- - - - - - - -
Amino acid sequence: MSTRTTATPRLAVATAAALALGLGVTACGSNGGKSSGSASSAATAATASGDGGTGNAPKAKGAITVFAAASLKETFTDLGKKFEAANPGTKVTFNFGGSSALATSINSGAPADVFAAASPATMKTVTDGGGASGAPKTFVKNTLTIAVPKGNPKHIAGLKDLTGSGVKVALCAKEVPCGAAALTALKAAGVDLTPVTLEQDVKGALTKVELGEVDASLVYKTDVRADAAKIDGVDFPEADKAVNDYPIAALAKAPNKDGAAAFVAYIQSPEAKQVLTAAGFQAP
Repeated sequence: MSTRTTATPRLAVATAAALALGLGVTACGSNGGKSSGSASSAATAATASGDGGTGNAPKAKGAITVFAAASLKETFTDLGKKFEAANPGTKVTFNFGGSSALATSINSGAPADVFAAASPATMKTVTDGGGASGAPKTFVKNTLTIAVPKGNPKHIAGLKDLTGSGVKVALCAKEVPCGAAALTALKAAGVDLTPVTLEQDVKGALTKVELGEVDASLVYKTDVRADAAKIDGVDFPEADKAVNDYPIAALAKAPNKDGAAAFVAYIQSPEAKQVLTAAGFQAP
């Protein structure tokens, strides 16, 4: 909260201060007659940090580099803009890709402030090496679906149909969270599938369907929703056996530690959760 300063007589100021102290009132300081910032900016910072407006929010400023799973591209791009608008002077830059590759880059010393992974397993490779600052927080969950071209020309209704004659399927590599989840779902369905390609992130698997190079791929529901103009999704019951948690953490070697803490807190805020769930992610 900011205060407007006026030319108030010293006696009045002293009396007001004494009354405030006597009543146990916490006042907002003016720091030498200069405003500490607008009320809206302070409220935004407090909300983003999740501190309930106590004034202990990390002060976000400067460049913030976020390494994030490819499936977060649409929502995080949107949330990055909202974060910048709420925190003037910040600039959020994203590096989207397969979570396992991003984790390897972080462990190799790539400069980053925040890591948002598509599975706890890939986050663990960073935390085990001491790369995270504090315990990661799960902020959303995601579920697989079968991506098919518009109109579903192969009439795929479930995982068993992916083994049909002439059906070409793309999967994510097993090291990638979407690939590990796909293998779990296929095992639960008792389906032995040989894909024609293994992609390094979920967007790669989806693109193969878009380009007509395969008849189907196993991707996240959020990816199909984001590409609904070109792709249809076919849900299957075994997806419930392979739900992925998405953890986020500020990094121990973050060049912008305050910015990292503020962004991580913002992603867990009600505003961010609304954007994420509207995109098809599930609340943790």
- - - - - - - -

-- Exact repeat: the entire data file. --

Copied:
Amino acid sequence: MSTRTTATPRLAVATAAALALGLGVTACGSNGGKSSGSASSAATAATASGDGGTGNAPKAKGAITVFAAASLKETFTDLGKKFEAANPGTKVTFNFGGSSALATSINSGAPADVFAAASPATMKTVTDGGGASGAPKTFVKNTLTIAVPKGNPKHIAGLKDLTGSGVKVALCAKEVPCGAAALTALKAAGVDLTPVTLEQDVKGALTKVELGEVDASLVYKTDVRADAAKIDGVDFPEADKAVNDYPIAALAKAPNKDGAAAFVAYIQSPEAKQVLTAAGFQAP
Repeated sequence: MSTRTTATPRLAVATAAALALGLGVTACGSNGGKSSGSASSAATAATASGDGGTGNAPKAKGAITVFAAASLKETFTDLGKKFEAANPGTKVTFNFGGSSALATSINSGAPADVFAAASPATMKTVTDGGGASGAPKTFVKNTLTIAVPKGNPKHIAGLKDLTGSGVKVALCAKEVPCGAAALTALKAAGVDLTPVTLEQDVKGALTKVELGEVDASLVYKTDVRADAAKIDGVDFPEADKAVNDYPIAALAKAPNKDGAAAFVAYIQSPEAKQVLTAAGFQAP
């Protein structure tokens, strides 16, 4: 909260201060007659940090580099803009890709402030090496679906149909969270599938369907929703056996530690959760 300063007589100021102290009132300081910032900016910072407006929010400023799973591209791009608008002077830059590759880059010393992974397993490779600052927080969950071209020309209704004659399927590599989840779902369905390609992130698997190079791929529901103009999704019951948690953490070697803490807190805020769930992610 900011205060407007006026030319108030010293006696009045002293009396007001004494009354405030006597009543146990916490006042907002003016720091030498200069405003500490607008009320809206302070409220935004407090909300983003999740501190309930106590004034202990990390002060976000400067460049913030976020390494994030490819499936977060649409929502995080949107949330990055909202974060910048709420925190003037910040600039959020994203590096989207397969979570396992991003984790390897972080462990190799790539400069980053925040890591948002598509599975706890890939986050663990960073935390085990001491790369995270504090315990990661799960902020959303995601579920697989079968991506098919518009109109579903192969009439795929479930995982068993992916083994049909002439059906070409793309999967994510097993090291990638979407690939590990796909293998779990296929095992639960008792389906032995040989894909024609293994992609390094979920967007790669989806693109193969878009380009007509395969008849189907196993991707996240959020990816199909984001590409609904070109792709249809076919849900299957075994997806419930392979739900992925998405953890986020500020990094121990973050060049912008305050910015990292503020962004991580913002992603867990009600505003961010609304954007994420509207995109098809599930609340943790």